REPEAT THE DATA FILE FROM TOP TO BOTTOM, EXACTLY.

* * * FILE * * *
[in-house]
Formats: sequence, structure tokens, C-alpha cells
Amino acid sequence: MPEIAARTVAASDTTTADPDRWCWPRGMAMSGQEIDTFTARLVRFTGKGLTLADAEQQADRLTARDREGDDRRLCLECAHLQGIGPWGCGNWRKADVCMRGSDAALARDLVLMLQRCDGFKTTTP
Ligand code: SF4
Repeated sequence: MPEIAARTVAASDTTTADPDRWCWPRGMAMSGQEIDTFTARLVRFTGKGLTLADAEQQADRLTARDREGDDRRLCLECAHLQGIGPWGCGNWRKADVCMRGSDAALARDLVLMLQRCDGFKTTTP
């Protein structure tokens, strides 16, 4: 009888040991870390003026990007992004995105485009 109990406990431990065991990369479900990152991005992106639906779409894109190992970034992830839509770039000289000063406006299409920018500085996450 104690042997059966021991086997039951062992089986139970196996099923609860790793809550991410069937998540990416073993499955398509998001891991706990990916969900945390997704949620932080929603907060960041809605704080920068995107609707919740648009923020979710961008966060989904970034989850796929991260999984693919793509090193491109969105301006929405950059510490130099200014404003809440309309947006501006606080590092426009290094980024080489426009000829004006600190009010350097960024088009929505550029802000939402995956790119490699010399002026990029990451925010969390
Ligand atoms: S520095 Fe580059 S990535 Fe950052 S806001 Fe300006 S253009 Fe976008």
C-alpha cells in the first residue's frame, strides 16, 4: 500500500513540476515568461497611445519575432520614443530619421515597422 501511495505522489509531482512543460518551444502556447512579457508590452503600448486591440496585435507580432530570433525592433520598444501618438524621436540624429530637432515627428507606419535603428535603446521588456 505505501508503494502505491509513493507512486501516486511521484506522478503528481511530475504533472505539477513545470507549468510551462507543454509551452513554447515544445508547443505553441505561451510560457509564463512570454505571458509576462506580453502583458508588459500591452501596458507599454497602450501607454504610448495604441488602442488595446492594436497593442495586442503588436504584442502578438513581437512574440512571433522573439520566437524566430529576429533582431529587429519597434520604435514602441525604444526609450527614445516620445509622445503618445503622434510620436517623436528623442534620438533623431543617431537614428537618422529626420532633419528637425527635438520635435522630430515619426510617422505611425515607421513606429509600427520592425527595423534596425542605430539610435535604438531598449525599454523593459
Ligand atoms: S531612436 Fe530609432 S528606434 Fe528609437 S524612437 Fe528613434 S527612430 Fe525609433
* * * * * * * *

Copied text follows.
[in-house]
Formats: sequence, structure tokens, C-alpha cells
Amino acid sequence: MPEIAARTVAASDTTTADPDRWCWPRGMAMSGQEIDTFTARLVRFTGKGLTLADAEQQADRLTARDREGDDRRLCLECAHLQGIGPWGCGNWRKADVCMRGSDAALARDLVLMLQRCDGFKTTTP
Ligand code: SF4
Repeated sequence: MPEIAARTVAASDTTTADPDRWCWPRGMAMSGQEIDTFTARLVRFTGKGLTLADAEQQADRLTARDREGDDRRLCLECAHLQGIGPWGCGNWRKADVCMRGSDAALARDLVLMLQRCDGFKTTTP
């Protein structure tokens, strides 16, 4: 009888040991870390003026990007992004995105485009 109990406990431990065991990369479900990152991005992106639906779409894109190992970034992830839509770039000289000063406006299409920018500085996450 104690042997059966021991086997039951062992089986139970196996099923609860790793809550991410069937998540990416073993499955398509998001891991706990990916969900945390997704949620932080929603907060960041809605704080920068995107609707919740648009923020979710961008966060989904970034989850796929991260999984693919793509090193491109969105301006929405950059510490130099200014404003809440309309947006501006606080590092426009290094980024080489426009000829004006600190009010350097960024088009929505550029802000939402995956790119490699010399002026990029990451925010969390
Ligand atoms: S520095 Fe580059 S990535 Fe950052 S806001 Fe300006 S253009 Fe976008």
C-alpha cells in the first residue's frame, strides 16, 4: 500500500513540476515568461497611445519575432520614443530619421515597422 501511495505522489509531482512543460518551444502556447512579457508590452503600448486591440496585435507580432530570433525592433520598444501618438524621436540624429530637432515627428507606419535603428535603446521588456 505505501508503494502505491509513493507512486501516486511521484506522478503528481511530475504533472505539477513545470507549468510551462507543454509551452513554447515544445508547443505553441505561451510560457509564463512570454505571458509576462506580453502583458508588459500591452501596458507599454497602450501607454504610448495604441488602442488595446492594436497593442495586442503588436504584442502578438513581437512574440512571433522573439520566437524566430529576429533582431529587429519597434520604435514602441525604444526609450527614445516620445509622445503618445503622434510620436517623436528623442534620438533623431543617431537614428537618422529626420532633419528637425527635438520635435522630430515619426510617422505611425515607421513606429509600427520592425527595423534596425542605430539610435535604438531598449525599454523593459
Ligand atoms: S531612436 Fe530609432 S528606434 Fe528609437 S524612437 Fe528613434 S527612430 Fe525609433